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    How I would (re)rank them based on "influence"?

    I would just modify Lew's re-ranking by dragging John Cassavetes and Francis Ford Coppola down to the bottom of his list then switch Charlie Chaplin and Alfred Hitchcock's position and finally move Godard (my biggest issue in his list! [​IMG]) all the way up behind Hitchcock (like what my other movie buddy, Brook did [​IMG]).
  13. Bill McA

    Bill McA Producer

    Oct 18, 2000
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    Rated on personal opinion, rather than their influence.

    1. Alfred Hitchcock - master craftsman of psychologically layered thrillers, just wish his films weren't so emotionally cold [​IMG]
    2. D.W. Griffith - innovative and with a great sense of drama and spectacle [​IMG]
    3. Orson Welles - skilled filmmaker but a little too dry for my tastes LUKEWARM
    4. Jean-Luc Godard - I'm more familiar with his later works and thought that they were pretentious BS. Need to see more of his earlier films especially Weekend, so for now it's a [​IMG]
    5. John Ford - Has made some really great films and a whole lot more routine filler...the filler brings him down to a LUKEWARM
    6. Stanley Kubrick - the greatest and most skilled filmmaker that ever lived, a conductor of cinematic symphonies. [​IMG]
    7. Sergei Eisenstein - strong visual and technical skills that are sort of squandered on mostly political propaganda films. Needed to be a bit more of a visionary and personal storyteller for me to rate him more than a LUKEWARM
    8. Charles Chaplin - great comedian and storyteller. Although he sometimes came close, he managed to film good sentimental dramas without becoming maudlin. [​IMG]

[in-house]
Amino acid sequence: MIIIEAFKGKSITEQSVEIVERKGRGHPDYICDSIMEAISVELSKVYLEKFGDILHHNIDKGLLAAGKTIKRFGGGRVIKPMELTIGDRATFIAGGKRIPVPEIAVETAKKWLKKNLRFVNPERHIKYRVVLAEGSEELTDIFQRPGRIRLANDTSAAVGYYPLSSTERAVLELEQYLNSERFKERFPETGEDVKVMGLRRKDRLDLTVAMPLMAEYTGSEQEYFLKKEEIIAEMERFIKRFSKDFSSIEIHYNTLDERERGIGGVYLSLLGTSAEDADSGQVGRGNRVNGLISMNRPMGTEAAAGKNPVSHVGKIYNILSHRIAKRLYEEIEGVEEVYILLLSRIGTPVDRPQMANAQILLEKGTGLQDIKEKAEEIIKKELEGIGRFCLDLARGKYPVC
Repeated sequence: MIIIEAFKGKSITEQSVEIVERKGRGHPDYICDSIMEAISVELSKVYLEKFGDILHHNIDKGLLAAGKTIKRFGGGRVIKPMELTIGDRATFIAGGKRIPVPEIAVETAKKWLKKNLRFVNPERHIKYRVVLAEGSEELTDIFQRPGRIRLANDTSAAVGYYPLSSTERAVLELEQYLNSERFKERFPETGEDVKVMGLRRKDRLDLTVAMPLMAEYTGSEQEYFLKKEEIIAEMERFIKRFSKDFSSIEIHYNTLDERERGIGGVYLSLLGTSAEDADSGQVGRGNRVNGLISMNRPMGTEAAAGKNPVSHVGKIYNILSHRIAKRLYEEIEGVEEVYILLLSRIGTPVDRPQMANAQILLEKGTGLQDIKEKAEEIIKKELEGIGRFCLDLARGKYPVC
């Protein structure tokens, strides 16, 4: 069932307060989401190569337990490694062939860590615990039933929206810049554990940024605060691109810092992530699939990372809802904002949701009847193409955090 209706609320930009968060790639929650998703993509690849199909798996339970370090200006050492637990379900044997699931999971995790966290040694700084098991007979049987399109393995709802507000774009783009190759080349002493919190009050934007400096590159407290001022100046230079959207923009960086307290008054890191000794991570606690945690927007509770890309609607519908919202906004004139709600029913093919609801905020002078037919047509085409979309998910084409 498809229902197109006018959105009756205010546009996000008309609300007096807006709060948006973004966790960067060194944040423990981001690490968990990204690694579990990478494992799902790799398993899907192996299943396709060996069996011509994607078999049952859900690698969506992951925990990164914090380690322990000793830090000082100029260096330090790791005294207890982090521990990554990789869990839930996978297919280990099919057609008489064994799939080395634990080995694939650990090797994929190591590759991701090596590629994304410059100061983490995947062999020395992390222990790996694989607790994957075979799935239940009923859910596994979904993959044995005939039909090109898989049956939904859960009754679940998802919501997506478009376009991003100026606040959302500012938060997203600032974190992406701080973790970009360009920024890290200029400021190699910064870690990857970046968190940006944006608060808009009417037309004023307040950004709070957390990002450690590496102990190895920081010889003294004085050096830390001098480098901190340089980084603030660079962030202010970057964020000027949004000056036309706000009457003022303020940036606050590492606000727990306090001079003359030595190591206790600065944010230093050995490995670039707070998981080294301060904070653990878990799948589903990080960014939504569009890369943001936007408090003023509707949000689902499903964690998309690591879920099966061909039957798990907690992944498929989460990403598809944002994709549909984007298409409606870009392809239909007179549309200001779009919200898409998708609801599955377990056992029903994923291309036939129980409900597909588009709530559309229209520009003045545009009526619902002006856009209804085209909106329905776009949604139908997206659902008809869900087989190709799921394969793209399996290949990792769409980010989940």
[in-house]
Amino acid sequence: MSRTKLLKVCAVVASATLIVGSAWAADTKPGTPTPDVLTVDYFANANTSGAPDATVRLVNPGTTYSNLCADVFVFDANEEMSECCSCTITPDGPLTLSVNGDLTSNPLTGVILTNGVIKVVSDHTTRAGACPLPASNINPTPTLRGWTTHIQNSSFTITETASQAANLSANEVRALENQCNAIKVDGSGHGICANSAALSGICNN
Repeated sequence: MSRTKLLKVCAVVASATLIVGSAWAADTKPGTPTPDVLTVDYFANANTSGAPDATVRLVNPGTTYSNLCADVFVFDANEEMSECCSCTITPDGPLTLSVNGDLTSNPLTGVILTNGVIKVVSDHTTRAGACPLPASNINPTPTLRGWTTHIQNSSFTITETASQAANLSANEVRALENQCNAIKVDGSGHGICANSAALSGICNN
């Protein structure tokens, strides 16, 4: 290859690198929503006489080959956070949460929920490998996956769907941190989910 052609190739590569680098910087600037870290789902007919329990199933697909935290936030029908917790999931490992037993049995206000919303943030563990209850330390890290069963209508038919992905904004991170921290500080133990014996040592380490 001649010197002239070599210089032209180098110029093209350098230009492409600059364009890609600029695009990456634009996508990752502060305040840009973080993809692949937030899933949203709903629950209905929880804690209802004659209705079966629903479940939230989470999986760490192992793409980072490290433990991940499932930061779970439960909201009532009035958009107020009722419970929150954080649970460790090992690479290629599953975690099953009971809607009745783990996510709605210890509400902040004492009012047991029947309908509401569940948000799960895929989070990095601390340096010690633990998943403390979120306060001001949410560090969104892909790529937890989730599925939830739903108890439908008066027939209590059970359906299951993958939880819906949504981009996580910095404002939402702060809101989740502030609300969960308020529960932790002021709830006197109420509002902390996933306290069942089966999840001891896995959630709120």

9. Federico Fellini - imaginitive and sometimes flamboyant, a creator of his own world [​IMG]
    10. Steven Spielberg - skilled, but hollow manipulator. Even with his best films, he somehow manages to put his foot in it. [​IMG]
    11. Martin Scorsese - skilled storyteller but lacking imagination or inspiration, I know that he's a passionate filmlover...I just don't see that passion in most of his films. LUKEWARM
    12. Akira Kurosawa - Capable of filming epics on a grand scale and yet still maintain a deeply intimate emotional core. A humanist filmmaker. [​IMG]
    13. Ingmar Bergman - Introspective and thoughtful, the best filmmaker of deep inner thoughts and emotions. [​IMG]
    14. John Cassavetes - Iconoclast and rebel, his films seethe with a raw, emotional energy you won't find anywhere else. [​IMG]
    15. Billy Wilder - Probably a greater writer than a director, the written/spoken word is the true star of his films [​IMG]
    16. Jean Renoir - From the minority of his films that I've seen, they seem to be rather slight and innocuous...maybe I just haven't seen the good ones yet. LUKEWARM
    17. Francis Ford Coppola - Never been overly impressed with his films, the best films seem almost like happy accidents rather than the work of a skilled filmmaker. [​IMG]